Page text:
Target Employees’ Random Act of Kindness Goes Viral

Target 2

Yasir Moore reunites with Target associates.

The smartest business owners know that kindness to customers should never take a day off. One reason is that you never know who may be watching.

That was the case on February 4th at the Super Target store near Triangle Town Center in Raleigh, NC. A regular Target shopper named Audrey Mark happened to be passing by the toys section when she noticed a teenaged young man being hovered over by two Target sales associates.

She didn’t realize it right away, but Mark had stumbled upon a sweet scene between high school student Yasir Moore and Target associates Cathy Scott and Dennis Roberts.

Scott had noticed the young man browsing in the men’s wear department asked if he needed help. Moore explained that he was on his way to a job interview at a nearby Chick-Fil-A and needed a tie. He was looking for a clip-on tie because he didn’t know how to tie a regular one. Trouble was, Target doesn’t stock clip-on ties, Scott asked her co-worker Roberts for help.

“Cathy says, ‘Can you tie a tie?’ I said, ‘Yes,’” Roberts later recalled to a news reporter. So after the teenager had selected his tie, he brought it to Dennis in the toy department. Dennis knotted the tie first around his own neck, then he loosened the knot and transferred the tie to Moore’s neck, where he adjusted it smartly and then fixed the teen’s collar buttons.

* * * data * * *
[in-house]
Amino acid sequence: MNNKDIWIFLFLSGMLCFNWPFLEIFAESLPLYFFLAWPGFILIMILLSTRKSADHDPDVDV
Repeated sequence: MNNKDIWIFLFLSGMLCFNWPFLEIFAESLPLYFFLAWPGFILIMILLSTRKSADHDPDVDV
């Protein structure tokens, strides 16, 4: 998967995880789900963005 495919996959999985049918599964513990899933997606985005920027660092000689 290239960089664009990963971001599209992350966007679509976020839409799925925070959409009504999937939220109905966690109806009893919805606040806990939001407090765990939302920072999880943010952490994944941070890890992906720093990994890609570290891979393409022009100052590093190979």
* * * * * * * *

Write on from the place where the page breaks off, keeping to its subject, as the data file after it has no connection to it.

It was in that moment that Audrey Mark, watching from the far end of the aisle, snapped a photo of the touching scene. “It was a very quiet simple moment, but it was very profound – honestly, kindness from strangers – in a Super Target,” said Audrey, who gets filled up when recalling the random act of caring customer service. “I got so emotional. I got teary.”

The two Target associates then proceeded to prep Moore for his interview. Dennis advised the young man to confidently look his interviewer in the eye. The two also had him tuck his shirt in, so he’d make a neat first impression. Scott reminded him to use a firm handshake when he greeted his interviewer.

“When he told me all this advice, I got my confidence back,” said Moore in a local news follow-up story. “And so when I went there, I was calm, cool, and collected.”

By the time Moore was ready for his big moment, other employees had gotten in on the excitement, too. As he exited the store, they cheered, applauded and called out “Good luck!” to him. The next day, members of the Target team strolled over to the Chick-Fil-A, where they put in a good word for their job-seeking customer.

All in a day’s work, said Dennis of the experience. Which is probably why he and Scott were so shocked when Audrey Mark’s photo – taken on a whim – went viral after she posted it on her Facebook page, quickly racking up over 55,000 “likes”,  5,000 shares and over 100,000 views on YouTube.

“This awesome Target team member took the time to help the nervous teen put on his new tie, tuck in his shirt and then showed him how to give a proper handshake and tackle a few tough interview questions!” Mark wrote in her post. “As the kid exited the store, a bunch of supportive Target team members cheered him on! THIS is true customer service – Right on the mark, Target!! Fingers crossed for this kid’z interview!!”

She closed her Facebook posting in a way that demonstrates how, in the mind of a customer, such random acts of kindness by store associates naturally reflect on the entire brand: “Bought headbands, ham and had my heart warmed…I LOVE Target!!!”